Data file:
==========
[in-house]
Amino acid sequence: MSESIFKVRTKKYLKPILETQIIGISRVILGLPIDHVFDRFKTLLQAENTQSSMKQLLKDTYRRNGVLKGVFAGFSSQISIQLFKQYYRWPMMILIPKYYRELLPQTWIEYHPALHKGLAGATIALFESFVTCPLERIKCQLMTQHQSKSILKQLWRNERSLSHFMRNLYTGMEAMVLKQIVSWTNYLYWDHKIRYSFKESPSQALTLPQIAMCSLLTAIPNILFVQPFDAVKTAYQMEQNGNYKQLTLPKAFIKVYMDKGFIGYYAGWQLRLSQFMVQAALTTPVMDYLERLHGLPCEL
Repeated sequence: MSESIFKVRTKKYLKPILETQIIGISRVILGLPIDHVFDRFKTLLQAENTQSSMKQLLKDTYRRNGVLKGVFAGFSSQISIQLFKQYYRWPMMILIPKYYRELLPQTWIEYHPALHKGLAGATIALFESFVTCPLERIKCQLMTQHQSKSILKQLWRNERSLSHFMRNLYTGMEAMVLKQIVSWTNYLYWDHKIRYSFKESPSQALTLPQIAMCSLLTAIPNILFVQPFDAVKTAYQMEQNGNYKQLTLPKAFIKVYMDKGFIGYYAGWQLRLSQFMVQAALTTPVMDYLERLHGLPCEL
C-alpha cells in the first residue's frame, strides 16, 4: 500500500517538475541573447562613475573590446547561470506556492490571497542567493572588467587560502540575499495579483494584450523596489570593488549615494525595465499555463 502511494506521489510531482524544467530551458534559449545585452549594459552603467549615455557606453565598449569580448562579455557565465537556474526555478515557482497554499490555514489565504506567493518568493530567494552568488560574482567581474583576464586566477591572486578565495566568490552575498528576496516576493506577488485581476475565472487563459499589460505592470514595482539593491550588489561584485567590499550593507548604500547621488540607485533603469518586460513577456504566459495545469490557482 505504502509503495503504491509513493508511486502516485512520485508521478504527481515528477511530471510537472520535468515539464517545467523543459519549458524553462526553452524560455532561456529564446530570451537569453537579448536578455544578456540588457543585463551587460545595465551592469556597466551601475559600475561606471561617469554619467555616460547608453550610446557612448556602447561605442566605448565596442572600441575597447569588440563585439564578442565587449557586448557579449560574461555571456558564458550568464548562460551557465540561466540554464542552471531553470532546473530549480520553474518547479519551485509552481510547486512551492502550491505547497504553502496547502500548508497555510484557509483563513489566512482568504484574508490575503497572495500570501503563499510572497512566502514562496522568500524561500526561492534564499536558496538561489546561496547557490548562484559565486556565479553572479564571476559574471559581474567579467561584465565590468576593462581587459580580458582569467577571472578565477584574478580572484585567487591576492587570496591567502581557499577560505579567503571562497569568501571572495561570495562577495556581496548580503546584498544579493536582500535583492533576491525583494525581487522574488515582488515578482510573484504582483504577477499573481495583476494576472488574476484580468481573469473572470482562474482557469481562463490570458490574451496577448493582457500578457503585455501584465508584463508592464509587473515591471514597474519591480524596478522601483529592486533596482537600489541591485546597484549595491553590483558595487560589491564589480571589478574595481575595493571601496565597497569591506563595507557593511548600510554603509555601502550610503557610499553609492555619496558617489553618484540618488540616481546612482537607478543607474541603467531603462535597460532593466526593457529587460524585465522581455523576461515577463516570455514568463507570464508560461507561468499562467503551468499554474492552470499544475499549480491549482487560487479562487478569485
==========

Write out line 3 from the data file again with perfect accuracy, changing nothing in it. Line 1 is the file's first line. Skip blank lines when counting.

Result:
Repeated sequence: MSESIFKVRTKKYLKPILETQIIGISRVILGLPIDHVFDRFKTLLQAENTQSSMKQLLKDTYRRNGVLKGVFAGFSSQISIQLFKQYYRWPMMILIPKYYRELLPQTWIEYHPALHKGLAGATIALFESFVTCPLERIKCQLMTQHQSKSILKQLWRNERSLSHFMRNLYTGMEAMVLKQIVSWTNYLYWDHKIRYSFKESPSQALTLPQIAMCSLLTAIPNILFVQPFDAVKTAYQMEQNGNYKQLTLPKAFIKVYMDKGFIGYYAGWQLRLSQFMVQAALTTPVMDYLERLHGLPCEL